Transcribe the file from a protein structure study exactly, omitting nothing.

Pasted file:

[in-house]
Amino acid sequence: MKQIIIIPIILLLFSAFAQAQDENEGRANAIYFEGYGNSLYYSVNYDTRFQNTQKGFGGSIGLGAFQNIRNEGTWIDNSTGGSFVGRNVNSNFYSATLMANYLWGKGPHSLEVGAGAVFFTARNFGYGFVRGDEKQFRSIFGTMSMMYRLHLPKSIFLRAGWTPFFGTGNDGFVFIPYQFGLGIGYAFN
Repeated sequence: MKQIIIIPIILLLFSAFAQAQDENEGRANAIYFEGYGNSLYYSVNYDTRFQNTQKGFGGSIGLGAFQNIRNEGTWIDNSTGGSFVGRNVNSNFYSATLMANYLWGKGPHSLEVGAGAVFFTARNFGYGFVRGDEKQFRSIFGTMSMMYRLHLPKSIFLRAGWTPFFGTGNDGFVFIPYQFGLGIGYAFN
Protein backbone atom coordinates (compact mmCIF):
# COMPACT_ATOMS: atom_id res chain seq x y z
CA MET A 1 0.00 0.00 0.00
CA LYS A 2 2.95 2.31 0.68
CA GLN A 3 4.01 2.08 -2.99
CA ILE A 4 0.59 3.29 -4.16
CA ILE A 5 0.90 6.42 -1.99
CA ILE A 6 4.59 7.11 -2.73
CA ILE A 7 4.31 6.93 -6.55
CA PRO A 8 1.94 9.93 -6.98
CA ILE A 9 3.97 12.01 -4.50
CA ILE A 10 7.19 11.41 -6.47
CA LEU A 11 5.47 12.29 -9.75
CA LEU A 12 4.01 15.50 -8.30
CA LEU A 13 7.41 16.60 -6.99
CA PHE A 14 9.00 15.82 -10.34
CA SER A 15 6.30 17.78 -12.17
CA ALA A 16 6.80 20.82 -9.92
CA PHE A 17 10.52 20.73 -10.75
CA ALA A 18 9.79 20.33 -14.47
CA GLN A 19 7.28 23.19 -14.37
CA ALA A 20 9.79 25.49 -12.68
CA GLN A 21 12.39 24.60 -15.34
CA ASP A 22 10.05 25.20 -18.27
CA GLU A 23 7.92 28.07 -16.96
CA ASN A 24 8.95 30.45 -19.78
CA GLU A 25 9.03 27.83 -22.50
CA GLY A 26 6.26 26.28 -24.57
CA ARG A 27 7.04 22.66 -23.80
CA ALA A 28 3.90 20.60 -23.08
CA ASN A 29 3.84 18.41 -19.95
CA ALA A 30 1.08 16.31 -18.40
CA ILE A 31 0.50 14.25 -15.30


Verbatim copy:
[in-house]
Amino acid sequence: MKQIIIIPIILLLFSAFAQAQDENEGRANAIYFEGYGNSLYYSVNYDTRFQNTQKGFGGSIGLGAFQNIRNEGTWIDNSTGGSFVGRNVNSNFYSATLMANYLWGKGPHSLEVGAGAVFFTARNFGYGFVRGDEKQFRSIFGTMSMMYRLHLPKSIFLRAGWTPFFGTGNDGFVFIPYQFGLGIGYAFN
Repeated sequence: MKQIIIIPIILLLFSAFAQAQDENEGRANAIYFEGYGNSLYYSVNYDTRFQNTQKGFGGSIGLGAFQNIRNEGTWIDNSTGGSFVGRNVNSNFYSATLMANYLWGKGPHSLEVGAGAVFFTARNFGYGFVRGDEKQFRSIFGTMSMMYRLHLPKSIFLRAGWTPFFGTGNDGFVFIPYQFGLGIGYAFN
Protein backbone atom coordinates (compact mmCIF):
# COMPACT_ATOMS: atom_id res chain seq x y z
CA MET A 1 0.00 0.00 0.00
CA LYS A 2 2.95 2.31 0.68
CA GLN A 3 4.01 2.08 -2.99
CA ILE A 4 0.59 3.29 -4.16
CA ILE A 5 0.90 6.42 -1.99
CA ILE A 6 4.59 7.11 -2.73
CA ILE A 7 4.31 6.93 -6.55
CA PRO A 8 1.94 9.93 -6.98
CA ILE A 9 3.97 12.01 -4.50
CA ILE A 10 7.19 11.41 -6.47
CA LEU A 11 5.47 12.29 -9.75
CA LEU A 12 4.01 15.50 -8.30
CA LEU A 13 7.41 16.60 -6.99
CA PHE A 14 9.00 15.82 -10.34
CA SER A 15 6.30 17.78 -12.17
CA ALA A 16 6.80 20.82 -9.92
CA PHE A 17 10.52 20.73 -10.75
CA ALA A 18 9.79 20.33 -14.47
CA GLN A 19 7.28 23.19 -14.37
CA ALA A 20 9.79 25.49 -12.68
CA GLN A 21 12.39 24.60 -15.34
CA ASP A 22 10.05 25.20 -18.27
CA GLU A 23 7.92 28.07 -16.96
CA ASN A 24 8.95 30.45 -19.78
CA GLU A 25 9.03 27.83 -22.50
CA GLY A 26 6.26 26.28 -24.57
CA ARG A 27 7.04 22.66 -23.80
CA ALA A 28 3.90 20.60 -23.08
CA ASN A 29 3.84 18.41 -19.95
CA ALA A 30 1.08 16.31 -18.40
CA ILE A 31 0.50 14.25 -15.30